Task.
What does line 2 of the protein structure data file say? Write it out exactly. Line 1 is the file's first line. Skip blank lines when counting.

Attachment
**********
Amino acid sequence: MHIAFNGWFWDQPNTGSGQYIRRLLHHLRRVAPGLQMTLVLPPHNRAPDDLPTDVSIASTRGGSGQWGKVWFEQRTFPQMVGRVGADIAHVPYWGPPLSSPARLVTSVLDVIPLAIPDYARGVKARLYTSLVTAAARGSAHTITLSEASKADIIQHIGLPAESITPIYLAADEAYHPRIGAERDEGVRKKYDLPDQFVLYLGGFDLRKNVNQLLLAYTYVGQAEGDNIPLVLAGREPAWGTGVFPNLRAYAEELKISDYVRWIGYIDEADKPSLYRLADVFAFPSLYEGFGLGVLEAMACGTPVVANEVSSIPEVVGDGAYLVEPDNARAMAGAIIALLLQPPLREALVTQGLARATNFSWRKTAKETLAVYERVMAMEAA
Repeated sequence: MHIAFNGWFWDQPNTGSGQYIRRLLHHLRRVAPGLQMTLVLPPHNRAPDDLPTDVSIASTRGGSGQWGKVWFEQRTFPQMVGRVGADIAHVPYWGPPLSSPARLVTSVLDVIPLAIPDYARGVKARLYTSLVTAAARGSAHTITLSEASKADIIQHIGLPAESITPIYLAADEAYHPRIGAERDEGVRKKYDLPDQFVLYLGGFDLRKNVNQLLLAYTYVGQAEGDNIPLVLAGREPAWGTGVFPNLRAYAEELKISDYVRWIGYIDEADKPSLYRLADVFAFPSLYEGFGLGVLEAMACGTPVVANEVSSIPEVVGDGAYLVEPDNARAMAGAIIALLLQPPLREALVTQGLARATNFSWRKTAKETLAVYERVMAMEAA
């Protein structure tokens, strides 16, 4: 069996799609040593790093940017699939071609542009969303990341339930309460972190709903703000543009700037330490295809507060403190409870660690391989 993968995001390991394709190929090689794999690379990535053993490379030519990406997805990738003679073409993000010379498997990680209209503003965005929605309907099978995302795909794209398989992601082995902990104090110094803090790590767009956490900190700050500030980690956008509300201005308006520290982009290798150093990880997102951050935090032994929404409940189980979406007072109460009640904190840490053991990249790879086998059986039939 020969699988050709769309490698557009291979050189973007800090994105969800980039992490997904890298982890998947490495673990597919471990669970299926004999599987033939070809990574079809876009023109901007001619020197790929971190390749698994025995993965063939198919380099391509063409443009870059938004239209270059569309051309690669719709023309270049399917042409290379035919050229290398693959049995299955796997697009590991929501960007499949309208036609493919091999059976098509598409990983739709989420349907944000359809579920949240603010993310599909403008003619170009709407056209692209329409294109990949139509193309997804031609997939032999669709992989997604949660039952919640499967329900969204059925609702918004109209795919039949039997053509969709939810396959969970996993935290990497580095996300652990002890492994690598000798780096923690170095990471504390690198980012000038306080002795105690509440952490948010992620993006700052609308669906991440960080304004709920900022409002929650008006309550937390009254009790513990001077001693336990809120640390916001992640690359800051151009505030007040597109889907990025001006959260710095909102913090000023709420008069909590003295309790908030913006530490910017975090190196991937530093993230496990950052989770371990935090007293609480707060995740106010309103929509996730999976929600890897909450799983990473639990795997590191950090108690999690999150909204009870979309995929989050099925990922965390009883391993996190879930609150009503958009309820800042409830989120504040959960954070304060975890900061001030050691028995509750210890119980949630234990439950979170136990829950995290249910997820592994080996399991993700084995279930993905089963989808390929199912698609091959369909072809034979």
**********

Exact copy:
Repeated sequence: MHIAFNGWFWDQPNTGSGQYIRRLLHHLRRVAPGLQMTLVLPPHNRAPDDLPTDVSIASTRGGSGQWGKVWFEQRTFPQMVGRVGADIAHVPYWGPPLSSPARLVTSVLDVIPLAIPDYARGVKARLYTSLVTAAARGSAHTITLSEASKADIIQHIGLPAESITPIYLAADEAYHPRIGAERDEGVRKKYDLPDQFVLYLGGFDLRKNVNQLLLAYTYVGQAEGDNIPLVLAGREPAWGTGVFPNLRAYAEELKISDYVRWIGYIDEADKPSLYRLADVFAFPSLYEGFGLGVLEAMACGTPVVANEVSSIPEVVGDGAYLVEPDNARAMAGAIIALLLQPPLREALVTQGLARATNFSWRKTAKETLAVYERVMAMEAA